The world’s biggest defense contractor just got a lot bigger. This week Lockheed Martin Corporation announced that it will buy United Technologies’ (UTX) Sikorsky unit—the maker of the U.S. Army’s Black Hawk helicopters—for roughly $9 billion, or $7.1 billion after tax benefits.
The deal solidifies Lockheed’s (LMT) place as the United States’ dominant maker of military hardware, one that already pulls in roughly $45 billion per year (the Sikorsky deal could add $6.5 billion in 2015 revenue to Lockheed’s own forecasts). The news comes amid something of a shift in the company’s center of gravity. Along with announcing a stronger-than-expected quarter and the finalization of the Sikorsky deal, Lockheed also recently revealed that it may spin off or sell its information technology and technical services businesses following a strategic review. Those units account for roughly $6 billion in estimated 2015 sales and employ more than 17,000 people.
In other words, on top of building the F-35 Joint Strike Fighter, which is slated to replace a variety of fighter jets across the military services, it will now also make many of the Department of Defense’s workhorse helicopters as well. And while diversifying its platform offerings, the company is also looking to shed some of its less defense-oriented (and less-profitable) technology units, signaling a wholesale shift toward its core competency of building defense platforms.
“This is a power move that picks up a strong defense prime contractor franchise, billions of dollars in U.S. DoD backlog, global international sales potential and new markets for the corporation’s full portfolio of electronic systems, and also reshapes the company to become even more of a pure defense company,” Guggenheim Securities defense and aerospace analyst Roman Schweizer wrote in a market commentary published by Guggenheim Monday.
This power move began to take shape back in March when United Technologies’ new CEO Gregory Hayes, who was promoted from his previous role as chief financial officer last November, announced that UTC would consider unloading Sikorsky. Company sales like Sikorsky don’t come around that often, says Richard Aboulafia, vice president for analysis at aerospace and defense consultants Teal Group.
Boeing (BA) and Textron (TXT) emerged as early potential suitors for Sikorsky, but neither was a perfect fit. An acquisition by Boeing, one of three prime defense contractors in the U.S. helicopter market, would have likely triggered antitrust protections. Textron simply didn’t have the money and removed itself from the competition when the price for Sikorsky soared too high.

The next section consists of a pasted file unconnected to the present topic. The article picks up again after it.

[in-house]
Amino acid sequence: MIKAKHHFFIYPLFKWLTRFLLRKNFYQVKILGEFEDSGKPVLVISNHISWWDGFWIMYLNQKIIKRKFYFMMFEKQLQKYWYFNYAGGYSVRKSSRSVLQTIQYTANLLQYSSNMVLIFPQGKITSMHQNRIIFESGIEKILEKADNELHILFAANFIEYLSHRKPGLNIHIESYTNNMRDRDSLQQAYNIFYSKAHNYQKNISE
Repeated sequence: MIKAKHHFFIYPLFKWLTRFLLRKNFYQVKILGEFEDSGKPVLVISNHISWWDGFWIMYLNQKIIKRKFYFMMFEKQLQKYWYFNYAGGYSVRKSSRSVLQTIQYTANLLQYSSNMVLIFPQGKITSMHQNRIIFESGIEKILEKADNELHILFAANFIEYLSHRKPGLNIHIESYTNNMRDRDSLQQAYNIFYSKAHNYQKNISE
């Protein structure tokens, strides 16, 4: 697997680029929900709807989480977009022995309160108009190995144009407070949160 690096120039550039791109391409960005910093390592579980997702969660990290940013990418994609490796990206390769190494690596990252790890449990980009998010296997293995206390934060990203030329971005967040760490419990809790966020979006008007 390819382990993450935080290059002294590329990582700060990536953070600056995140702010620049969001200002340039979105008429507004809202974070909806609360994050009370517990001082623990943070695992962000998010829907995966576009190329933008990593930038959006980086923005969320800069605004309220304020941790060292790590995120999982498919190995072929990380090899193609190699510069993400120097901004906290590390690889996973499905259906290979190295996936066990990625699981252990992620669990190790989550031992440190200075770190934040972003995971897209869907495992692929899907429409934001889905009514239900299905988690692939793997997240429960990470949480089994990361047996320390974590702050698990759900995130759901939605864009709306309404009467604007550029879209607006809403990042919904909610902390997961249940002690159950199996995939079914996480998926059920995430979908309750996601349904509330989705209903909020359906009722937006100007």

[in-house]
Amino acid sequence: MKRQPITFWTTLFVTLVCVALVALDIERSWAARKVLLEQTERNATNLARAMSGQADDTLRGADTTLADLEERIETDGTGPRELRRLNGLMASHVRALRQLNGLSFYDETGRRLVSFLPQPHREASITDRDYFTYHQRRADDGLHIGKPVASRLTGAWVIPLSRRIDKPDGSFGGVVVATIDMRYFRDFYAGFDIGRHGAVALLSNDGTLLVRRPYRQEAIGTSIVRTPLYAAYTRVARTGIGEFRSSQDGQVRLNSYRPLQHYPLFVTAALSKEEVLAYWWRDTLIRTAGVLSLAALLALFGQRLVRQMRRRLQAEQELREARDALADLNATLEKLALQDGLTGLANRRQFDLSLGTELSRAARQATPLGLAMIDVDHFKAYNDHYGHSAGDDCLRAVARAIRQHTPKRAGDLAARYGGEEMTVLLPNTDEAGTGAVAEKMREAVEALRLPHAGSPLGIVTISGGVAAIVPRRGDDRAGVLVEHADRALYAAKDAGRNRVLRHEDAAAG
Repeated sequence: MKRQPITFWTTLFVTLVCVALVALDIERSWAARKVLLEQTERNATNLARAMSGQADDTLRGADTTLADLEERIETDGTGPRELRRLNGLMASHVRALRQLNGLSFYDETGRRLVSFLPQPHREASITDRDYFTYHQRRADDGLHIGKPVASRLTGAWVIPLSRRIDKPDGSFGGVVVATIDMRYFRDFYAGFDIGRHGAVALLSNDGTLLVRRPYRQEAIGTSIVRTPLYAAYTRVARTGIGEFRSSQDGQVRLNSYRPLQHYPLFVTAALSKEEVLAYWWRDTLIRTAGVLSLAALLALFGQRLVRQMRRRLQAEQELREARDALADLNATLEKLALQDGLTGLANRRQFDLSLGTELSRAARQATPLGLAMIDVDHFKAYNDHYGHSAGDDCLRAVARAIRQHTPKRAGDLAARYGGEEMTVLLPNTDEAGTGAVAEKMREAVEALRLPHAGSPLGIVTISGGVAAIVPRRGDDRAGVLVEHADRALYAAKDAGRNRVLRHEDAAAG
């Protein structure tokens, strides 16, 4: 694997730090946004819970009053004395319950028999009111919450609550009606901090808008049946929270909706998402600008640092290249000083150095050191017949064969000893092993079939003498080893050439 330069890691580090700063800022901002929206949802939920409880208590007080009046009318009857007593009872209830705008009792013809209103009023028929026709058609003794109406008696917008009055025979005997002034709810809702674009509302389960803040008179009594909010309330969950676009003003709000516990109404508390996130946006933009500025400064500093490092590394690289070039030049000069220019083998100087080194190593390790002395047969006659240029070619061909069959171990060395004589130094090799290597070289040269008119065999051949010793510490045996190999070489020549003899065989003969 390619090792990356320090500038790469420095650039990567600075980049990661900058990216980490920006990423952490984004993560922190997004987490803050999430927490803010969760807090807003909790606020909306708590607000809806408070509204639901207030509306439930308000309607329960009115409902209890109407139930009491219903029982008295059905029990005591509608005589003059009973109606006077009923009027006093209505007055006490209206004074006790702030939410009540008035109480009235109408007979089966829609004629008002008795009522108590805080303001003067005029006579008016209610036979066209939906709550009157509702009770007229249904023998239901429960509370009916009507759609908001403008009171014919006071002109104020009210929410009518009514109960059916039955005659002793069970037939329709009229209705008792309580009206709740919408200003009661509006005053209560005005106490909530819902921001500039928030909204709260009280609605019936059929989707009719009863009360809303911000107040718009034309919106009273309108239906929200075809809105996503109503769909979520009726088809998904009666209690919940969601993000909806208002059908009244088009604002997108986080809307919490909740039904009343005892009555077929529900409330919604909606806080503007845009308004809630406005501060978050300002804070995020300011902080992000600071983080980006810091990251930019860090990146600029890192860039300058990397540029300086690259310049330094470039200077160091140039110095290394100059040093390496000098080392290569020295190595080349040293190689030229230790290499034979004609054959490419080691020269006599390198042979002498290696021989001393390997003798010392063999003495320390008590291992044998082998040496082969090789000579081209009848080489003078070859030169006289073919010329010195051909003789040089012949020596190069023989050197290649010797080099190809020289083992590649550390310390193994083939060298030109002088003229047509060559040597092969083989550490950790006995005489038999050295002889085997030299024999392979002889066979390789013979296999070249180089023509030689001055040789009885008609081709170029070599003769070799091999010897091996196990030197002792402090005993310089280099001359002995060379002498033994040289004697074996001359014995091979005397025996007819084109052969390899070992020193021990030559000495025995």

However, an acquisition by Lockheed Martin clicks nicely, Aboulafia says. “They know how to manufacture defense platforms, and in terms of profit margins that’s the thing they do best,” he says. “And it’s tough to grow that business organically, there are not a lot of properties you can buy. So when something like this comes along, it makes sense for them to grab it.”
Sikorsky’s portfolio includes the U.S. Army’s H-60 family of helicopters, which includes the Army’s Black Hawk and the U.S. Navy’s Seahawk, as well as the H-53 family also used by the U.S. Navy and Marine Corps. It also manufactures a number of civilian transport helicopters for the commercial market, and some small fixed-wing turboprop aircraft.
With the purchase of Sikorsky, Lockheed acquires its ongoing contracts to supply the U.S. military with those aircraft, particularly new Black Hawks, Sea Hawks, and newer versions of the CH-53 family. That will push Lockheed into the military helicopter market as a prime contractor as well as continue the company’s move away from being a technology integrator and toward complete platform manufacturing. Factor in $150 million in annual synergies Lockheed expects to leverage from the deal (Lockheed already provides components for Sikorsky and other helicopter makers) as well as Sikorsky’s strong foreign sales, and the deal stacks up as something of a coup for Lockheed.
The Bethesda, Md., -based company will now be the world’s largest maker of military helicopters as well as the maker of the $400 billion F-35 Joint Strike Fighter flown by militaries across the globe (the U.S. alone plans to buy 2,443 F-35s). A forthcoming decision from the Pentagon regarding who will win the contract for the Air Force’s $55 billion next-generation Long Range Strike Bomber program—either Northrop Grumman (NOC) or a team composed of both Boeing and Lockheed Martin—could leave Lockheed with another sizable slice of the U.S. defense pie and another major military aircraft program to helm.
On the other side of the deal, United Technologies and CEO Hayes will have billions in cash to invest in acquisitions or strengthening divisions like jet engine maker Pratt & Whitney, which incidentally needs to ramp up production of its latest family of jet engines to meet its obligations to a number of aircraft manufacturers, including Lockheed Martin (Pratt & Whitney provides the engine for the F-35).
But initially UTC’s loose cash is going to go towards buying back stock. The company’s board has approved a stock buyback program for up to 75 million shares of UTC common stock, which would eat up a significant portion of the $9 billion secured in the Sikorsky sale.